Reproduction, Fertility and Development Reproduction, Fertility and Development Society
Vertebrate reproductive science and technology

Factors affecting success with intracytoplasmic sperm injection

MJ Tucker, PC Morton, G Wright, PE Ingargiola, AE Jones and CL Sweitzer

Reproduction, Fertility and Development 7(2) 229 - 236
Published: 1995


In this study, 141 couples underwent 163 cycles of in vitro fertilization (IVF) and embryo transfer in which the eggs were inseminated by intracytoplasmic sperm injection (ICSI). Overall, 41% of the injected eggs were normally fertilized and 81% of the resulting embryos were suitable for cryopreservation (91 embryos) or uterine transfer. From 153 fresh embryo transfers, 45 ongoing or delivered pregnancies (27.6% per cycle) were achieved, and of the 507 embryos transferred, 54 successfully implanted giving an implantation rate per embryo of 10.7%. Five additional pregnancies did not yield a viable fetus or underwent a spontaneous abortion, giving a miscarriage rate of 10% (5/50). Increased maternal age or a prior diagnosis of failed fertilization after conventional IVF had a significantly negative impact on success. Sperm from the testis and epididymis, those retrieved by electro-ejaculation, and completely immotile ejaculated sperm all gave rise to pregnancies. ICSI reinsemination was used with limited success to rescue failed fertilization cycles, although the implantation rate per embryo was poor (5%). ICSI has greatly improved the ability to use IVF for treating couples with a poor fertilization potential.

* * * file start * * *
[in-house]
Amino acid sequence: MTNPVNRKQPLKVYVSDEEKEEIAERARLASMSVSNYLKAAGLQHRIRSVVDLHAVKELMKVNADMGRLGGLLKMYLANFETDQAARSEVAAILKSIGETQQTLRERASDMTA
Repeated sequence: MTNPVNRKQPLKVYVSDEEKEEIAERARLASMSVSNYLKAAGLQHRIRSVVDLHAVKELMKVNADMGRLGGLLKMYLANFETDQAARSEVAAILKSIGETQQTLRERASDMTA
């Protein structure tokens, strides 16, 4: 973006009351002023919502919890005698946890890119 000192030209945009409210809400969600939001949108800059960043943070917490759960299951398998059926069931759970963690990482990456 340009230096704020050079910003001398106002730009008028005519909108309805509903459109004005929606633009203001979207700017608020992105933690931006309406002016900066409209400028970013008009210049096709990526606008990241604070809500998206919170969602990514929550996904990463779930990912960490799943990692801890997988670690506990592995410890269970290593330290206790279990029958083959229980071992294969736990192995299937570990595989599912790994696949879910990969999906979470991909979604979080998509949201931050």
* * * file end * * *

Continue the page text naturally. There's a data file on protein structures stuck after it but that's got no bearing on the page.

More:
© CSIRO 1995

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